If you wish to serve, if you have compassion for people,
if you have any love for the world, step forward bravely.
Amma will be in Oakland from November 22-26 and in Detroit from November 29 to December 2. For more information go to: https://amma.org/meeting-amma/ammas-north-america-tour.
Instead of cursing the darkness, let each one of us light a small lamp. Isn’t it because of darkness that we know the greatness of light?
Do not worry; the darkness cannot remain for long. Always remember that after every night, there is a dawn. Let us never lose our optimistic faith.
“You are enough right now, not after further, future achievements, but now, as you are.
Your wisdom is a valuable contribution to others right now, not after further study and life experience, but now, as it is.
You are worthy of respect and compassion right now, as you are, and not just because Brene Brown says so, but she does say so, and she seems like a nice person.
You are wonderfully lovable as you are right now, not at some future point when you’ve purged yourself of every human foible, but now, and not just because Mr. Rogers would say so, but you know he SO would.
You have the inalienable right to be flawed, ordinary, in your stuff, and off-track. These are fundamental to existence, and in no way subtract from any of the above.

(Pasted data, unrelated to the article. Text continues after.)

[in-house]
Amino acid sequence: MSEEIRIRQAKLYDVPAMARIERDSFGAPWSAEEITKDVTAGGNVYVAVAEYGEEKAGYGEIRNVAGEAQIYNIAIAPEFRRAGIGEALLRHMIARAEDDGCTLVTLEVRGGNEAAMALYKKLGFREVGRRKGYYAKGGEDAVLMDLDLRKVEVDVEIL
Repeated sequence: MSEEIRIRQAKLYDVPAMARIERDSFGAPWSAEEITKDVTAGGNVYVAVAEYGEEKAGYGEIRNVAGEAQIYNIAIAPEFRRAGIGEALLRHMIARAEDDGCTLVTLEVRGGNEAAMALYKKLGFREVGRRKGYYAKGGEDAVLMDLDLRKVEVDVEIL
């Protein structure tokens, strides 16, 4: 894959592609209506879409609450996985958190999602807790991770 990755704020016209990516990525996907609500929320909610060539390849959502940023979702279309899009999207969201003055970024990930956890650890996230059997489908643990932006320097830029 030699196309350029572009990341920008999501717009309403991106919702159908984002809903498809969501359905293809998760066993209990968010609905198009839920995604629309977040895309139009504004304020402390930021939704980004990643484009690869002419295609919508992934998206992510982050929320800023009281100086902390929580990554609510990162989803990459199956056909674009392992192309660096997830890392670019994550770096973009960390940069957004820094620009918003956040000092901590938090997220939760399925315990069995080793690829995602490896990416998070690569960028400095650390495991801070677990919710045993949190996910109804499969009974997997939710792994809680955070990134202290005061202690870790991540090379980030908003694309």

Go forth and rock.”
by Fritz Reitz
Quote used with permission
As a bee seeks nectar
from all kinds of flowers,
seek teachings everywhere.
Like a deer that finds
a quiet place to graze
seek seclusion to digest
all that you have gathered.
Like a madman
beyond all limits,
go wherever you please,
and live like a lion
completely free from all fear.
“Don’t ask yourself what the world needs;
ask yourself what makes you come alive.
And then go and do that. Because what the world
needs is people who have come alive.”
~ Howard Thurman
Howard Thurman (1899-1981) was raised in the segregated South by his grandmother, who had once been a slave. In 1925 he became an ordained Baptist minister, his first church assignment being Mt Zion Baptist Church in Oberlin, Ohio. After serving as a Professor of Religion at Morehouse and Spelman colleges, Thurman studied with Rufus Jones, head of the Fellowship of Reconciliation. In 1935-36 he took a group of African Americans to India to meet with Mahatma Gandhi. Gandhi encouraged them to take the principle of non-violence to the world.
A PBS article on People of Faith stated “In 1944 Thurman left his position as dean at Howard University to co-found the first fully integrated, multi-cultural church in the U.S. in San Francisco, CA. The Church for the Fellowship of All Peoples was a revolutionary idea. Founded on the ideal of diverse community with a focus on a common faith in God, Thurman brought people of every ethnic background together to worship and work for peace. ‘Do not be silent; there is no limit to the power that may be released through you.’ “
Howard Thurman was the author of 21 books.
You cannot prevent the birds of sorrow from flying over your head,
but you can prevent them from building nests in your hair.